Long elusive, India's Tejas Light Combat Aircraft may see some pseudo action
In a clear confidence-building measure amidst chronic delays, India's homegrown Tejas Light Combat Aircraft (LCA) will be deployed for the first time in an air force exercise, code-named Iron Fist, over the Thar Desert in western India. Essentially a demonstration of air-delivered firepower, Iron Fist will see the Tejas for the first time fire air-to-air and strike weapons while flying in battlefield conditions with other (IAF) aircraft, including the Su-30 MKI, Mirage 2000H, Jaguar, MiG-21, MiG-27 and MiG-29. Saddled with delays in a critical envelope expansion effort, the Tejas is looking to achieve the second phase of initial operational clearance by June, with a final operational capability and squadron service in 2015.
During Iron Fist, a limited series Tejas—one of eight such aircraft, with the eighth to fly next month—will deploy the R-73 close combat air-to-air missile and a series of laser-guided bombs. A day/night exercise, it will be the first time the IAF gets to fly the Tejas in a fully operational environment, including its surveillance and space assets. The IAF is also eager to test the aircraft's EL/M-2052 radar in an environment with other aircraft and targets. Series production of the Tejas is set to begin next year.
“There is confidence in the Tejas now. Scheduled to be inducted into a newly raised squadron in the Sulur air base [in southern India] in 2015, the IAF was keen to field the Tejas in this year's firepower demonstration to get a feel of how it operates in real conditions. Accordingly, it was decided to invite the program to participate,” said an IAF officer on detachment to fly at the Iron Fist exercise.
In its final configuration, which needs to be proven before 2014, the Tejas will deploy the R-77 and Derby Beyond Visual Range Air-to-Air Missiles (BVRAAMs) and the Python-5 close combat missile. Once ready, India's Astra BVRAAM will also be part of the Tejas weapons package. The missile is scheduled for a first firing from the air this year.
“The LCA is ready for operational conditions. We've waited for an opportunity like this to demonstrate how easily it will fit in with the IAF's existing strength. We look forward to operating with other pilots and aircraft types for the first time. It will go a long way toward establishing confidence in the platform. There's no substitute for that ahead of squadron service,” says a senior test pilot with the National Flight Test Center, currently pushing the Tejas toward final operational clearance.
To achieve initial operational capability, the Tejas program will need to expand the platform's angle of attack, g-tolerance and weapons capability. Additionally, the Tejas needs to complete test points in all-weather operations, lightning clearance and wake-penetration. Though slowed by critical delays, the program marked 2,000 accident-free flights earlier this month.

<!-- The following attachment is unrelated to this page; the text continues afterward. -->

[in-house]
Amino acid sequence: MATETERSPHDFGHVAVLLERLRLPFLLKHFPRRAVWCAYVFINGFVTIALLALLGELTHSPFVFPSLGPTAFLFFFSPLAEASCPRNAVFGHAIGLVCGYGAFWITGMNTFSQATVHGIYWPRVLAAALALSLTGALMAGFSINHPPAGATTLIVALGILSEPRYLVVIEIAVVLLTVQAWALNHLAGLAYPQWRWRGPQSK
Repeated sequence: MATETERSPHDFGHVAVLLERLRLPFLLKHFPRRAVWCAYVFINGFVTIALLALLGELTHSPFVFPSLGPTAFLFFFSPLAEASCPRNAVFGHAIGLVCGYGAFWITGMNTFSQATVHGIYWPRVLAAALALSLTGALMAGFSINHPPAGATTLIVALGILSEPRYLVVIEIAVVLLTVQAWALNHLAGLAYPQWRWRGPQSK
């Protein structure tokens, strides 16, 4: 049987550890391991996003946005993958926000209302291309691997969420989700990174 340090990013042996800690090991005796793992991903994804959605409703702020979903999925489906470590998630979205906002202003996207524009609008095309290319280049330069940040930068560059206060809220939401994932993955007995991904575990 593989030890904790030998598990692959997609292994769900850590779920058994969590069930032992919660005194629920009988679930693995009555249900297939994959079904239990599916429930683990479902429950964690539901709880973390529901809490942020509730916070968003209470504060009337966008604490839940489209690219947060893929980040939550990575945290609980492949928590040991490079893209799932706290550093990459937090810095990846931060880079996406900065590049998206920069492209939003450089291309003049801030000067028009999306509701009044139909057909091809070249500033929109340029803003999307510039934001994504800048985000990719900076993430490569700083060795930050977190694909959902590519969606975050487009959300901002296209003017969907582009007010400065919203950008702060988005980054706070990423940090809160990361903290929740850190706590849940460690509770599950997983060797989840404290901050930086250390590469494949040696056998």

“The delay in delivery is a problem. It needs to be speeded up to ensure that there are no further delays in delivery to the IAF,” India Defense Minister A.K. Antony said this month. In its latest round of trials, the Tejas completed a series of high-altitude tests at the Leh air base in northern India in January. IAF Air Chief Marshal Norman Browne indicated earlier this month that the trials had not been entirely successful, and that the platform's engine didn't perform as expected.
“Modifications will be required. There is much work ahead. Development projects do indeed take time, but it is imperative that there are no further delays in the program. A lot of effort has been invested in it, including from the IAF. It needs to be ready for operations soon,” Browne said.
The IAF has ordered 48 Tejas fighters so far, and indicated a higher level of interest in the proposed Mk.2 version of the aircraft. It will be powered by an F414 turbofan and feature so-far unspecified aerodynamic improvements, an upgraded digital flight control computer, a unified electronic warfare suite, upgraded avionics, an onboard oxygen generation system, increased fuel capacity, a midair refueling probe and increased survivability. The Aeronautical Development Agency has begun building a wind-tunnel model and full-scale mock-up of the aircraft.
The naval variant of Tejas, which features a drooped nose, strengthened undercarriage and tailhook for arrested landings, remains on the ground after just four flights last year. Program sources indicate the platform's landing gear is undergoing a partial redesign through a consultancy with, which is also helping execute the test program. Once ready to get back to flight test, the LCA-N, as it is designated, will resume testing at India's brand-new, shore-based test facility in Goa, where the navy has built a ski jump and arrester deck to practice carrier landings.